Interview with Jennifer Reuter

Published    6/20/2016

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Could you tell us something about yourself?

Heya I’m a story-teller and illustrator hailing from Melbourne, Australia. Still trying to work out the complicated map called ‘career direction’ but at least I know I like telling stories and making people cry over them.

Do you paint professionally, as a hobby artist, or both?

I’m just about starting to transfer into the creative industry professionally, so I would say both. Most of my time is still spent working on personal projects such as web-comics, illustrations, or just self-teaching, but hopefully it’ll become more mixed as the months progress.

What genre(s) do you work in?

Not sure if I can really answer this question fully. I could never really identify myself with any particular genre, haha. I’ve always been interested in many different areas; from children’s cartoons, to epic fantasy, to the uncanny creepy, to abstract futures and realities.

I guess you could associate my work generally with the fantastic rather than the ordinary. So some flavour of fantasy, sci-fi or somewhere in-between. But I like juxtaposition so there’s usually a balance between the weird and the simple. Same goes with my “style”: usually a flip flop between cartoony and realistic. All of that could have been summarised with: experimental. I’m still experimenting!

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Whose work inspires you most — who are your role models as an artist?

I will try not to start an avalanche here. (But knowing me I probably will and I like sharing other people’s work, so hold onto your pants)

Most recently I’ve been motivated by other webcomic artists, who have turned my perspective on the sequential art industry upside down! It’s really hard to pick, but among them are Minna Sundberg (Red Tail’s Dream and Stand Still Stay Silent), Madeline Czaikowski (Ava’s Demon) and Tom Siddell (Gunnerkrigg Court).

Some older inspirational sources during high school years would have to be Paul Kidby (well known for his illustrations of Terry Pratchett’s Discworld series), Jessica Peffer (also known as Neondragonart, who was a catapult for my drawing skills with her tutorial books) and Marc McBride (illustrator of Emily Rodda’s Deltora Quest series). I was also inspired by the franchises and games I grew up being a fan of: Bionicle (Lego), Grim Fandango, some really old Indiana Jones games (both LucasArts), and even Doom and Quake (ID Software). Now I’m still inspired by games such as Portal (Valve) and The Stanley Parable (Galactic Cafe).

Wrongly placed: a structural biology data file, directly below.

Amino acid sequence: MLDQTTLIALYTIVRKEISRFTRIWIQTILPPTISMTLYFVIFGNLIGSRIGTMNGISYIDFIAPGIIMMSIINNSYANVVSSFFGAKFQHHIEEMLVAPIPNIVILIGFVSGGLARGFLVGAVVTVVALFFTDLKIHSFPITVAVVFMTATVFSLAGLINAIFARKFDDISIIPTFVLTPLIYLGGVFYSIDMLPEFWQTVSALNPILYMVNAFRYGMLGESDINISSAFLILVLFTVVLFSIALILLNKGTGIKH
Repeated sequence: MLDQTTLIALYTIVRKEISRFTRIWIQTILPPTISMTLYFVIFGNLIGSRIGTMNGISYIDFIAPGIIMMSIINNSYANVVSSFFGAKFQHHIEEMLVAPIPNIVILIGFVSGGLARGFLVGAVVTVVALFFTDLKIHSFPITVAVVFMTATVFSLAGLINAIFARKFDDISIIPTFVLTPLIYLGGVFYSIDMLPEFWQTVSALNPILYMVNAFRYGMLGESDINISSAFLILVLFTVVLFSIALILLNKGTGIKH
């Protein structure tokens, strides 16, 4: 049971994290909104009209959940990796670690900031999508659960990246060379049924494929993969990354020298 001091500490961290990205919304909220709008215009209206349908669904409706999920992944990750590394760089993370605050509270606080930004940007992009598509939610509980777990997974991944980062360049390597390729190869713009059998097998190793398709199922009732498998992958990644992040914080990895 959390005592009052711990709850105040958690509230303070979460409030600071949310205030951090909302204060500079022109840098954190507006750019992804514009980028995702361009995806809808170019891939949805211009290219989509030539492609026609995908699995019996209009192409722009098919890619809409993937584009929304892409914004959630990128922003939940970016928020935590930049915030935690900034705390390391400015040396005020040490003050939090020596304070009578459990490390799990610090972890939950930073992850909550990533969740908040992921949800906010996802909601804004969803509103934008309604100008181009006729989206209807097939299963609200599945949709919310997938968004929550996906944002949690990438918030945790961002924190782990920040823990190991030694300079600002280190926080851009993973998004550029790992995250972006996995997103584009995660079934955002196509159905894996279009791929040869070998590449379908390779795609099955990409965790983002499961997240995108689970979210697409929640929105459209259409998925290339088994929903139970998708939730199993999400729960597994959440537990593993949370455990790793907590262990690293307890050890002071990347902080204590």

Finally, and most importantly, I am inspired on a daily basis by all my fellow illustrators and comic artists. There are so many I keep in contact with, so I’ll just share a few of them: Amarathimi, Amelia Hamrick, and Amber Francis (she draws a comic called The Bright Side). Hey look, all starting with A! Having that creative community really helps in making progress!

How and when did you get to try digital painting for the first time?

This is training my memory… I was in fourth grade? Yes. I was something like ten or eleven. Mind you, all I used was MS Paint and the mouse, haha. I was writing my very first novel and, being hugely inspired by Deltora Quest as mentioned above, of course it had to have illustrations! Bird people drawn with the straight line tool. The wonders of technology –jazz hands–. I didn’t try out a tablet until around 8th grade (yes I tortured myself
with mouse drawing that long) and my first proper tool of the trade was Gimp. I have continued using a tablet since… but have transferred to other digital tools.

I still do a bit of both when I can! Rough thumbnails and ideas can’t be produced as efficiently digitally, I feel. Same goes with certain inking techniques. Though most of my refined work does end up digital. I just find it more versatile and it allows me to experiment with different styles and methods without having to purchase all the materials in real life. In terms of creating final pieces or clear sketches, (not chicken scratch that only I will look at) I tend to be quicker and more decisive.